Throwback Thursday: My Endless Tolkien Series, part 4

Originally published at Part Time Monster on Feb. 13, 2014 as “Scions of Numenor.”

white_tree_of_gondor__downloadable_wallpaper__by_netickque-d66yfs8“. . . and Isildur said no word, but went out by night and did a deed for which he was afterward renowned.”

Isildur, son of Elendil, is the most significant figure of the Second Age of Middle Earth. He is also the most inscrutable, because we see very little of him in real time. The Lord of the Rings is peppered with Isildur references, but everything we see of him in the trilogy is through flashbacks and historical references. If we only have LOTR to go on, it is easier to know what other characters think of him than to know what sort of man he really is.

Isildur cuts the One Ring from Sauron’s finger and claims it for his own (1). He also assures the survival of the White Tree, not once, but twice (2). He witnesses the long decline and destruction of his homeland at the hands of Sauron. In the last years of his life, he authors the scroll that allows Gandalf to idenify the One Ring three millenia later (3). He lives his early life under threat of being branded an enemy of the state. He founds the kingdom of Gondor with his brother Anarion, and his chief residence during the days before the War of the Last Alliance is Minas Ithil(4). I think the Nazgul take that tower as their seat not only for its strategic value, but also as a way of mocking the line of Isildur (Tolkien’s evil characters are particularly well-versed in the art of political mockery).

It is impossible to deal with Isildur in a single post. Before we even begin to consider the all-important question of why he didn’t destroy the Ring, we have to examine his life as a whole, as best we can. To do that, we need to start with Akallabeth (The Downfall of Numenor). Whatever else that text reveals to us, it suggests one thing to me – the conflict between Isildur and Sauron must have been personal.

As Tolkien texts go, Akallabeth is easy. It is a straightforward tale of about 23 pages that tells the story of an entire civilization. Like Of the Rings of Power and the Third Age, it is a stand-alone text,and separate from of the Quenta Silmarillion (5). Foster characterizes it as a Dunedain text of the early Third Age, archived in Gondor and copied for the Tooks to be kept at the Great Smials (6). The early Third Age perspective is important, especially when we consider that it is the only information we have in the published texts about the early life of Isildur. We are looking at an account of a culture hero, written down by the scholars of a beleagured tribe.

Here is a brief history of Numenor, just to give you a feel for the world Isildur is born into.

After the calamities that end the First Age, Elrond’s twin, Elros, chooses to be mortal. He is ordained king of the men who have been faithful to the Valar in their war against Morgoth. The Valar make them an island to inhabit that is closer to Valinor than Middle Earth, so that they might live in the aura of the West. The Valar give these men long lifespans, and a fair wind to carry them to the isle. Here they found Numenor. The Valar forbid them to sail west beyond the sight of their coast, but Elves come at intervals from the west and bring them gifts: songbirds, flowers, beneficial herbs. And a white tree. The tree is important enough to quote:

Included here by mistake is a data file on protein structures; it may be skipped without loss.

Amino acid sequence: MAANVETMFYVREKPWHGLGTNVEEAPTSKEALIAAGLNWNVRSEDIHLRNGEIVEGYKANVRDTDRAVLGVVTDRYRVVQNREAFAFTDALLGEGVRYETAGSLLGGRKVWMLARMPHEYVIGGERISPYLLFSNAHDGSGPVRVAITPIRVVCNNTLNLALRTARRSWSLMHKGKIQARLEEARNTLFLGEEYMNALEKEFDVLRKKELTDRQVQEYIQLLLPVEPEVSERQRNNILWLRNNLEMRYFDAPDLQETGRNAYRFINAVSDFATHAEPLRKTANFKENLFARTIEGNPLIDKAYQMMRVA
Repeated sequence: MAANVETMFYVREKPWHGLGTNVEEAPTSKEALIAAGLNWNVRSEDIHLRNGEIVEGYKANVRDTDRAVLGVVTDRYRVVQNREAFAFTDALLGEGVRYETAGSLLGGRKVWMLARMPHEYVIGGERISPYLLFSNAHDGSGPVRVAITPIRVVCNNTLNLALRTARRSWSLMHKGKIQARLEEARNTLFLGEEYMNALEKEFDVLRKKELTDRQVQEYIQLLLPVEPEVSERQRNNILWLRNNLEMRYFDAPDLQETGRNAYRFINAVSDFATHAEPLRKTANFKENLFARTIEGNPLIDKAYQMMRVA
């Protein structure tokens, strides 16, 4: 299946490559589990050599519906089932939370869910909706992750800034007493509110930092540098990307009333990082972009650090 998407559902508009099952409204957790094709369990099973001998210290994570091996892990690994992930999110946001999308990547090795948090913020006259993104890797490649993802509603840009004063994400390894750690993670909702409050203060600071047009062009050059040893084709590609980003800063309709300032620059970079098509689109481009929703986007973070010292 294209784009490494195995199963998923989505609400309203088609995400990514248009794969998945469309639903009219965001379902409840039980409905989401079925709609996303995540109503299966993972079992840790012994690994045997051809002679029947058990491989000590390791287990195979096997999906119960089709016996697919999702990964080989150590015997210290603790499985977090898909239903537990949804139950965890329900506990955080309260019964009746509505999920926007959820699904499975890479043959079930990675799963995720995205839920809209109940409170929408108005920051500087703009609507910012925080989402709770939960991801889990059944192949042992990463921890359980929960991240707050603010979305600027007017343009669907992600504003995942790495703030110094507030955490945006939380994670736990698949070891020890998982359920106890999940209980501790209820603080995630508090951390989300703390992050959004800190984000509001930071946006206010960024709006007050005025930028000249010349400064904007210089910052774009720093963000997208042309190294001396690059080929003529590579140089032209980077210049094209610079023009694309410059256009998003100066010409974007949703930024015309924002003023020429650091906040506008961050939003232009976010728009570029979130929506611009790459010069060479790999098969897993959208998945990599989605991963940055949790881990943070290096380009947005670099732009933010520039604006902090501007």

“And a seedling they brought of Celeborn, the White Tree that grew in the midst of Eressea, and that was in its turn a seedling of Galathilion . . . the image of Telperion that Yavanna gave to the Eldar in the Blessed Realm . . . Nimloth it was named, and flowered in the evening, and the shadows of night it filled with its fragrance.”(7)

This all happens thousands of years before Isildur is born, and before the Rings of Power are forged. The second age is more than 3,400 years long, and Isildur lives for 230+ years at the end of it (8). That is important to remember. At this point in history, Middle Earth experiences a dark age while the Numenoreans grow taller, and stronger, and more advanced with the help of the Elves.

About halfway through the Second Age, things begin to change. The Numenoreans sail East to Middle Earth, and teach the men there, who are for the most part in a sorry state and cowed by the shadow of Sauron, agriculture, wine-making and good order. The men of Middle Earth begin to throw off the bonds of the Shadow and for awhile, revere the Numenoreans as gods (9).

Long story short: After generations, the Numenoreans begin to doubt the choice of Elros and see their mortality as a hindrance rather than a gift (mortality is a gift from the creator to men, that is a theological fact in Middle Earth). They covet the immortality of the Elves and the power of the Valar. They build strongholds in Middle Earth and force Sauron to retreat from the coasts, but eventually he gathers his forces and attacks them. Things only get worse from here.

The situation festers for awhile. Finally a Numenorean lord uses an unlawful marriage to seize the sceptre (SA 3255), invades Middle Earth (SA 3261), and takes Sauron prisoner (SA 3262). (10)

You can guess what happens next. In three years’ time, Sauron is the king’s closest advisor (Sauron still has a physical body at this point). He convinces the king that the world was created by Melkor out of darkness, and he separates the king from his closest kin. Before many years pass, the Numenoreans allow Sauron to convert their roofless temple to the true creator into a silver-domed monstrosity in which human sacrifices are performed, and the first fire Sauron builds on the altar of that new temple is fueled by the wood of the thousands-year-old white tree, which he has convinced the king to cut down. The smoke from the burning pollutes the air for a week. (11)

This is the world Isildur is born into. The first thing you need to know about him is that he saves a fruit from the tree before Sauron could can cut it down (12). He almost dies doing it, and the experience forms a mystical connection between Isildur and the tree, which is why Gandalf finding the seedling at the end of LOTR is so important. The tree is a symbol of the divine right of the line of Isildur (13).